Kate’s Review: “It’s Always The Husband”

31451082Book: “It’s Always The Husband” by Michele Campbell

Publishing Info: St. Martin’s Press, May 2017

Where Did I Get This Book: Audiobook from the library!

Book Description: Kate, Aubrey, and Jenny. They first met as college roommates and soon became inseparable, even though they are as different as three women can be. Twenty years later, one of them is standing at the edge of a bridge . . and someone else is urging her to jump.

How did things come to this?

As the novel cuts back and forth between their college years and their adult years, you see the exact reasons why these women love and hate each other—but can feelings that strong lead to murder? Or will everyone assume, as is often the case, that it’s always the husband? 

Review: On the show “Major Crimes”, one of my favorite characters, Detective Lt. Provenza, has a tag line that he lives by. “It’s always the husband, it’s always the husband it’s ALWAYS the husband.” Of course, on the show it isn’t ALWAYS the husband, but it plays to the sad statistic that when a woman is murdered, the odds are that her murderer is going to be her husband or boyfriend. It probably doesn’t surprise you that when I first heard of the book “It’s Always The Husband” by Michele Campbell that this phrase was going through my head. But like on “Major Crimes”, I had a feeling going in that it would be a bit more complicated than the steadfast and all too real adage that Provenza likes to toss about.

The story is told through two time periods that tend to flip flop from one to the other. The first is twenty years in the past, when three women start their freshman year of college at a prestigious school in New England. Aubrey is the girl who got there solely on her brains, and is escaping an impoverished life back in Nevada. Jenny is a townie who has ambitions and hopes to become more than her small town expectations. And Kate is the entitled and rick party girl, who expects life to be handed to her. Their differences were stark and while I had a hard time believing that they would have been as close as the book makes them out to be (specifically Jenny; I just don’t believe that she would have put up with Kate’s bullshit), I felt like they were all well explored and fleshed out. I liked seeing how they changed and shifted in their personalities from their freshman year to the present day, when they have all gone their separate ways and established themselves. I also liked that none of them were all good, or all bad. While Kate was absolutely a wretched and toxic human being, Campbell threw in some background and plot points that humanized her. While Jenny was determined and incredibly competent, and absolutely my favorite of the three main characters, she makes stupid decisions and mistakes that I wanted to smack her upside the head for. And Aubrey is so damaged and innocent that you definitely feel sorry for her, but a dark side lingers there, and when it rears it’s ugly head you can’t help but be a bit freaked out by it. As a reader I cared about all of them in some way, and was invested in how things turned out for all of them, and who it was that ended up on that bridge. It may also be a testament to how good the narrator was on this audiobook, as she varied her voices and inflections for each character wonderfully.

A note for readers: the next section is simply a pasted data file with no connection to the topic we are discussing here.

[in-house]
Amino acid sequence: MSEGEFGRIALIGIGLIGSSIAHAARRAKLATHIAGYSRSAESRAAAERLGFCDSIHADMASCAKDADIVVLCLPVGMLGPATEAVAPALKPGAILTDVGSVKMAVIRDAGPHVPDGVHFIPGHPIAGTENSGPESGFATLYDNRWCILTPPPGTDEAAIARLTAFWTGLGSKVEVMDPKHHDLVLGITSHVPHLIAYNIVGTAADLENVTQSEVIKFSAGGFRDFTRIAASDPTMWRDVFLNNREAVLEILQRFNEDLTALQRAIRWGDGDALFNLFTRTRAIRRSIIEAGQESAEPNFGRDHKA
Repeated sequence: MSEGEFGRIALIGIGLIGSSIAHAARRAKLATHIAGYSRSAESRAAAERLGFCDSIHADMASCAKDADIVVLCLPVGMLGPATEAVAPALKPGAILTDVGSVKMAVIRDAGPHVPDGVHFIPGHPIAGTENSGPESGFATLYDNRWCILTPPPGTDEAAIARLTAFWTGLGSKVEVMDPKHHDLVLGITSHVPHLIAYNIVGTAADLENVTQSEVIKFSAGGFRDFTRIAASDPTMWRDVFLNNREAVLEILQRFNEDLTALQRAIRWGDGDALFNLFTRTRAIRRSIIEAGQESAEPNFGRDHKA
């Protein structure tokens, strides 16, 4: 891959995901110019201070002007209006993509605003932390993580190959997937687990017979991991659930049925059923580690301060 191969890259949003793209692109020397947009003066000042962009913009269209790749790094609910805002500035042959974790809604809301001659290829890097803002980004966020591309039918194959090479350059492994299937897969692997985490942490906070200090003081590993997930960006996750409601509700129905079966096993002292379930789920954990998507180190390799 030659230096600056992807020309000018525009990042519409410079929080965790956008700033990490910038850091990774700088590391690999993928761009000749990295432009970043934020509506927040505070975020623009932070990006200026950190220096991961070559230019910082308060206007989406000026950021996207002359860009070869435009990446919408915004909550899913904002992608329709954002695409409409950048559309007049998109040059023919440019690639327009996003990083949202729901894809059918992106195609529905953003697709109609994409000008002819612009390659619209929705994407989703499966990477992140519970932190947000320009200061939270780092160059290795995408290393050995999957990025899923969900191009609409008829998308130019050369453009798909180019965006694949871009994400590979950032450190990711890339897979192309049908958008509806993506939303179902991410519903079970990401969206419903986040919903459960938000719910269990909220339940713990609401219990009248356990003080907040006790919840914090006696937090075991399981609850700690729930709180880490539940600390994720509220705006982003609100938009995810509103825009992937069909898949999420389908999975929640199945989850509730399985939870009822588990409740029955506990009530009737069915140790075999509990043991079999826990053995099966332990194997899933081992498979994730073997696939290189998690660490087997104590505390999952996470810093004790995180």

The mystery itself was very well done. The clues to what happened are laid out in both the past and the present, giving hints both in actions and the characters personality traits. This book definitely kept me guessing as it went on, and I never had a complete handle on what the ultimate solution was, which I really liked. My thoughts and opinions shifted in the ways that Campbell probably wanted them to, and I didn’t even mind that I was being led about like a puppet on a string because it was so fun to be taken on this journey. It eventually becomes clear just who it is on the bridge, but even getting to that first reveal was a fun trip to take, and it was even more enticing to find out who put her in that position, and why.

I will say that there were a couple of things that I took umbrage with. For one, there is a storyline with the new Chief of police in town who is investigating the murder, Owen. He goes in completely biased, as he had a VERY short dalliance with the victim before she ends up dead, and I found myself just irritated with everything about him and his motivations. I also found it a bit hard to swallow that an unexpected dinner with a woman who didn’t even give him her real name would affect him so much, no matter how magnetic she was, and it felt like an unnecessary way to throw in some drama. There are plenty of cops who try to fit evidence to a perp as opposed to the other way around without having a personal connection to the victim, so that seemed a bit superfluous. And this book also does that thing that I just cannot stand, in that in the last page and paragraphs of the book a FINAL TWIST is revealed. Man, that made me roll my eyes super hard. But unlike other books that have implemented this strategy in my recent reading, I enjoyed this one enough for everything else that I couldn’t hold it  totally against it. Just know that it’s coming.